Phuket has a long history of playing host to foreigners. Phuket Town was founded in the 1st century B.C. by colonists from India. Ptolemy, a Greek geographer in the third century A.D., referred to it as ‘Jang Si Lang' – which later became ‘Junk Ceylon' and this is the name you will see on ancient maps of Thailand, or Siam.
Explorers, Traders and Villains
Because of its rich natural reserves the island has always been important, economically speaking. Ever since early times it has attracted explorers, traders and villains from as diverse places as Arabia, Sri Lanka, China and Portugal – all hungering for its ivory, pearls, timber, animal hides and gems.
In the 16th Century, tin came into Phuket's economical equation and the Dutch, as well as the French, came to the island because of it (Phuket even had a French-born governor at one time). The British were not far behind and they later sent Captain Francis Light to scout out the possibilities of controlling the strategically important Malacca Straits, using Phuket as a base.
Captain Light played a pivotal part in the most famous chapter in Phuket's history: the routing of the invading Burmese army in 1785. The Burmese had been repelled a year earlier but returned in a large fleet – which was spotted by the Captain. He lost no time in alerting the authorities in Phuket.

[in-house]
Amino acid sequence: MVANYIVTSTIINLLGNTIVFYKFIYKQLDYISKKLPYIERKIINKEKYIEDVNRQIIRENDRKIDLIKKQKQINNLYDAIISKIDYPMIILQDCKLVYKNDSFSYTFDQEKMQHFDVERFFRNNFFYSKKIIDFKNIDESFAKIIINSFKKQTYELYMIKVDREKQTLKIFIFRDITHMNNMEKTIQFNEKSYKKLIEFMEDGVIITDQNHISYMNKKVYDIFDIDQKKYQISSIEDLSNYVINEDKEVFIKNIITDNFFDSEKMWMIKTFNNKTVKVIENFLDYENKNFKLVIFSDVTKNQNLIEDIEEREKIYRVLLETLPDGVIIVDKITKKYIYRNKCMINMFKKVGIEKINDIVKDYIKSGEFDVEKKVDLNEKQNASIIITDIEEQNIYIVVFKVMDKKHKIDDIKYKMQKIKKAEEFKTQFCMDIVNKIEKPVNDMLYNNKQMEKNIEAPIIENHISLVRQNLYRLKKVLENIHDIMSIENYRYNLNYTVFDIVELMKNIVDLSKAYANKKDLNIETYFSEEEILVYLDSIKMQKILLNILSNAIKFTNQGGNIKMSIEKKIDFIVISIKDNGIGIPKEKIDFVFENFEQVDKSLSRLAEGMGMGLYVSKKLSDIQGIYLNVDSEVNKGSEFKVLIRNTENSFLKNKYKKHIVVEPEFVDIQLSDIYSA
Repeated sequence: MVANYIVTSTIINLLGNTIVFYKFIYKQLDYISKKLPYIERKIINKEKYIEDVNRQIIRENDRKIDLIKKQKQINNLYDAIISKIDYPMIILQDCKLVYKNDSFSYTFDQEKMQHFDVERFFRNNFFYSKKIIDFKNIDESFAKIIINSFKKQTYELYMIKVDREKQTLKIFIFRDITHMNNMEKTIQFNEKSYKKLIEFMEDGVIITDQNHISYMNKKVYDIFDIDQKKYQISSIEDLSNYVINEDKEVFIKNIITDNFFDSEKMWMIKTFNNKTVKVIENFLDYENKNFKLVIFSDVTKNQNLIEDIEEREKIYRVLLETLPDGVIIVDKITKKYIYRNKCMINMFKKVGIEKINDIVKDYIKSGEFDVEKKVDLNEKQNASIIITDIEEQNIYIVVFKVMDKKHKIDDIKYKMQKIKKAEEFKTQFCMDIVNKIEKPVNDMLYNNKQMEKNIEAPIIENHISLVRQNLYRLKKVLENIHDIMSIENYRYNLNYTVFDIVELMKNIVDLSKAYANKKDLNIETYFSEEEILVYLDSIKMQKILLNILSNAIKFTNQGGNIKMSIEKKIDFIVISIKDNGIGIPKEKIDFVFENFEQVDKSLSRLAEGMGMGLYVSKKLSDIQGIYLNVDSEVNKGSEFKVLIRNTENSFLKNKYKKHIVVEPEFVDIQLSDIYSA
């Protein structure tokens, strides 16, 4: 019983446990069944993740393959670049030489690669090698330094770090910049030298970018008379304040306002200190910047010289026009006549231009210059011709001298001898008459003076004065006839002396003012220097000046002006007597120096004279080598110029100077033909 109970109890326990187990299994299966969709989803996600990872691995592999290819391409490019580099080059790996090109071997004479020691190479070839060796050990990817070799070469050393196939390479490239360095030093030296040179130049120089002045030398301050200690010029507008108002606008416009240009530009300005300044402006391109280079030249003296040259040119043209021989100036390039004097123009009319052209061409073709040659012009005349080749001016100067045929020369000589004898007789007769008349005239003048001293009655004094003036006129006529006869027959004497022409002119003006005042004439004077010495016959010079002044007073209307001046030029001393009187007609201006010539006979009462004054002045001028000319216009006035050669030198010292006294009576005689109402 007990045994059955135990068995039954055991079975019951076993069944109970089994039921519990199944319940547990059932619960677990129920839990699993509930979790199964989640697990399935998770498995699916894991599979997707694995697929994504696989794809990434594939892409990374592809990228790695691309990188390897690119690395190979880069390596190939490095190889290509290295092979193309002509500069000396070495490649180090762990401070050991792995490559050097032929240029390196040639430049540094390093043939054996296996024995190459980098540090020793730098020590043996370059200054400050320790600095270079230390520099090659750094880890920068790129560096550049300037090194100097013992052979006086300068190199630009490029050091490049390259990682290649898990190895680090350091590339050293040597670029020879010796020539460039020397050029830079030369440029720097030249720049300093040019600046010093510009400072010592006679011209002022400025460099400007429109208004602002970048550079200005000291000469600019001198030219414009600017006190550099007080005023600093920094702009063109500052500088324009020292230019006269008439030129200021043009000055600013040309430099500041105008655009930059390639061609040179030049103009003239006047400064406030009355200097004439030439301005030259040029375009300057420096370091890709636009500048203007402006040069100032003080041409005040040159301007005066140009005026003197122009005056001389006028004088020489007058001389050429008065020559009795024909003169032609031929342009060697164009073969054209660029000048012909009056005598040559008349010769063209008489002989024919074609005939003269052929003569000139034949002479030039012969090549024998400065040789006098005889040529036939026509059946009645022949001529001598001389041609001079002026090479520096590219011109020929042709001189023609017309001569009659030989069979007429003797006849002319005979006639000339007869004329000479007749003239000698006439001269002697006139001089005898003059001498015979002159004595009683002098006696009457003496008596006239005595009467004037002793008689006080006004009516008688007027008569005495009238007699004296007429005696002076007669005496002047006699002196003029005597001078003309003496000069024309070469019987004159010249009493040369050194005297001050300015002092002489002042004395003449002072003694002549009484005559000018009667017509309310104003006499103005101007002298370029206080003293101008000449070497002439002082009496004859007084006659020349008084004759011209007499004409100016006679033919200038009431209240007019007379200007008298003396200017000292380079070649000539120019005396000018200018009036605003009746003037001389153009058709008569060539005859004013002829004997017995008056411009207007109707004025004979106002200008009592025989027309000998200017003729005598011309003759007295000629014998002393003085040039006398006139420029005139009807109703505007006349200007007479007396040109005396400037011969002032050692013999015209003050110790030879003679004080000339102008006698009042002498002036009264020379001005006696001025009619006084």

The island's governor had just passed away so the challenge of organising its defence was taken up by his widow, Kunying Chan. She and her sister Mook assembled what forces they could and, according to legend, disguised local women as male soldiers, thus making Phuket's military manpower seem invincible. The Burmese eventually lost heart and left after a month's siege and as a result King Rama 1 awarded Kunying Chan with the royal title of ‘Thao Thep Kasattri'.
Nowadays, one of Phuket's main thoroughfares is Thepkassatri Rd. It leads past a centrally located roundabout on which stand statues of Kunying Chan and Thao Sri Suntorn – Mook's royally bestowed title. ‘Heroine's Monument', as it is known, plays host to many locals who wish to pay their respects to their illustrious ancestors.
Two centuries ago, extensive tin mining drew thousands of Chinese labourers to the island and their influence and has remained, making Phuket the province with the highest percentage of ethnic Chinese in the country.
Today, Phuket Town is living testimony to this cultural impact with its decidedly Chinese-influenced architecture, cuisine and culture.
Phuket as a Tourist Paradise
When tourism first came to Thailand, Phuket was among the first provinces to embrace the industry and soon became a byword around the world for natural beauty and hospitality.
Just as in the old days, Phuket still plays host to foreigners – the island receives millions of visitors each year and it holds a special place in the heart of millions more who have tasted its hospitality, witnessed Phuket's natural splendor and enjoyed its unique culture.